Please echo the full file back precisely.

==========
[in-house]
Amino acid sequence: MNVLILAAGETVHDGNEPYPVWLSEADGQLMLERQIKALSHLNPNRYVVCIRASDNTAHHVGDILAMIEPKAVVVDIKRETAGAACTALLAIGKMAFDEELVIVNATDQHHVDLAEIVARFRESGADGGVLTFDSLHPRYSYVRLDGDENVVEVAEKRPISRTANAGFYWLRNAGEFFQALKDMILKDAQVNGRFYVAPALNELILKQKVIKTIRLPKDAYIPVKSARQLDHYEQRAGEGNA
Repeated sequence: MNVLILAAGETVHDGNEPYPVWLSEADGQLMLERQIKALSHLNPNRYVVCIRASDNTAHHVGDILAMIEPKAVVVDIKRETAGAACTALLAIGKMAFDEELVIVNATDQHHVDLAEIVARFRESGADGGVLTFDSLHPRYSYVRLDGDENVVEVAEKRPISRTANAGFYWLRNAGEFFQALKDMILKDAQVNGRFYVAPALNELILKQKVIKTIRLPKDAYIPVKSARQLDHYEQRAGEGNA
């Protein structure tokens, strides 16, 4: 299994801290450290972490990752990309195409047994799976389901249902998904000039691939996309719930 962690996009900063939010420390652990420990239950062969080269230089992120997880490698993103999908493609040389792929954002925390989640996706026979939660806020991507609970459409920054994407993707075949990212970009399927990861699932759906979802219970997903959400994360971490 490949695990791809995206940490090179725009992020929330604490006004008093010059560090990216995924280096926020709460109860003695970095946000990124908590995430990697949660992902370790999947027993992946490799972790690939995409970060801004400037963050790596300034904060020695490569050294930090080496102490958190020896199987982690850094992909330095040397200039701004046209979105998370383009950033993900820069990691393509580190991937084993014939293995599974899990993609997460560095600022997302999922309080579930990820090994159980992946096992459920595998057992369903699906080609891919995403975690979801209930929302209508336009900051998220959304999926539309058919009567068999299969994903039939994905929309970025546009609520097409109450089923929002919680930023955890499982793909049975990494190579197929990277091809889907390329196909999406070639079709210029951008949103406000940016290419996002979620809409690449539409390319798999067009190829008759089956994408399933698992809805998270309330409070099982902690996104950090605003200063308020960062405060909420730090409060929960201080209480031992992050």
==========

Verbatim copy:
[in-house]
Amino acid sequence: MNVLILAAGETVHDGNEPYPVWLSEADGQLMLERQIKALSHLNPNRYVVCIRASDNTAHHVGDILAMIEPKAVVVDIKRETAGAACTALLAIGKMAFDEELVIVNATDQHHVDLAEIVARFRESGADGGVLTFDSLHPRYSYVRLDGDENVVEVAEKRPISRTANAGFYWLRNAGEFFQALKDMILKDAQVNGRFYVAPALNELILKQKVIKTIRLPKDAYIPVKSARQLDHYEQRAGEGNA
Repeated sequence: MNVLILAAGETVHDGNEPYPVWLSEADGQLMLERQIKALSHLNPNRYVVCIRASDNTAHHVGDILAMIEPKAVVVDIKRETAGAACTALLAIGKMAFDEELVIVNATDQHHVDLAEIVARFRESGADGGVLTFDSLHPRYSYVRLDGDENVVEVAEKRPISRTANAGFYWLRNAGEFFQALKDMILKDAQVNGRFYVAPALNELILKQKVIKTIRLPKDAYIPVKSARQLDHYEQRAGEGNA
């Protein structure tokens, strides 16, 4: 299994801290450290972490990752990309195409047994799976389901249902998904000039691939996309719930 962690996009900063939010420390652990420990239950062969080269230089992120997880490698993103999908493609040389792929954002925390989640996706026979939660806020991507609970459409920054994407993707075949990212970009399927990861699932759906979802219970997903959400994360971490 490949695990791809995206940490090179725009992020929330604490006004008093010059560090990216995924280096926020709460109860003695970095946000990124908590995430990697949660992902370790999947027993992946490799972790690939995409970060801004400037963050790596300034904060020695490569050294930090080496102490958190020896199987982690850094992909330095040397200039701004046209979105998370383009950033993900820069990691393509580190991937084993014939293995599974899990993609997460560095600022997302999922309080579930990820090994159980992946096992459920595998057992369903699906080609891919995403975690979801209930929302209508336009900051998220959304999926539309058919009567068999299969994903039939994905929309970025546009609520097409109450089923929002919680930023955890499982793909049975990494190579197929990277091809889907390329196909999406070639079709210029951008949103406000940016290419996002979620809409690449539409390319798999067009190829008759089956994408399933698992809805998270309330409070099982902690996104950090605003200063308020960062405060909420730090409060929960201080209480031992992050």